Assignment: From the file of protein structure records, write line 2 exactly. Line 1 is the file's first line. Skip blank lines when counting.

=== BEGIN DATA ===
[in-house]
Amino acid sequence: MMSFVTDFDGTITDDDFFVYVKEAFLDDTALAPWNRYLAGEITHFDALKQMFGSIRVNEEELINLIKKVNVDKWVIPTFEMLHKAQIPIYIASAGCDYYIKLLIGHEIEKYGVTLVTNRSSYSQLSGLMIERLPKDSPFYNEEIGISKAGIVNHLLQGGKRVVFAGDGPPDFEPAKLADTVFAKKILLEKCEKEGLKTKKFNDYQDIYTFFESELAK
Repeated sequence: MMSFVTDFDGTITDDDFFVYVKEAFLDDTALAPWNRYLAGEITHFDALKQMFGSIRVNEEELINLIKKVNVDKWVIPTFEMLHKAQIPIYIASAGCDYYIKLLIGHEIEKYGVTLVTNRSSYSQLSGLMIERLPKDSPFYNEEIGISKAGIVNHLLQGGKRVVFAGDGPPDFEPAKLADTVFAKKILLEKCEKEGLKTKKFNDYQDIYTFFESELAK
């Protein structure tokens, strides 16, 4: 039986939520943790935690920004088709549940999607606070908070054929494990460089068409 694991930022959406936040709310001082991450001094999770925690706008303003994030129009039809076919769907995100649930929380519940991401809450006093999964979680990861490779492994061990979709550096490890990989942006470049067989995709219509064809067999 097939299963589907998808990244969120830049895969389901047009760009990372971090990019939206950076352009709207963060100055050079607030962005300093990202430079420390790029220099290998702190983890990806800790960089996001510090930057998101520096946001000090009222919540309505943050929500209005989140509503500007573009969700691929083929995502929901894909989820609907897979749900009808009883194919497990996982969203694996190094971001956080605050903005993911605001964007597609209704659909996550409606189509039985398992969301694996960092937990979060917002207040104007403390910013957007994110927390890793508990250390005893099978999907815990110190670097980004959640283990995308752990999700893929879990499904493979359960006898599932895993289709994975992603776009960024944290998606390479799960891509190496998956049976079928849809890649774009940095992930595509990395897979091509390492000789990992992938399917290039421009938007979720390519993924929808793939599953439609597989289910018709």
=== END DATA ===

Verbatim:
Amino acid sequence: MMSFVTDFDGTITDDDFFVYVKEAFLDDTALAPWNRYLAGEITHFDALKQMFGSIRVNEEELINLIKKVNVDKWVIPTFEMLHKAQIPIYIASAGCDYYIKLLIGHEIEKYGVTLVTNRSSYSQLSGLMIERLPKDSPFYNEEIGISKAGIVNHLLQGGKRVVFAGDGPPDFEPAKLADTVFAKKILLEKCEKEGLKTKKFNDYQDIYTFFESELAK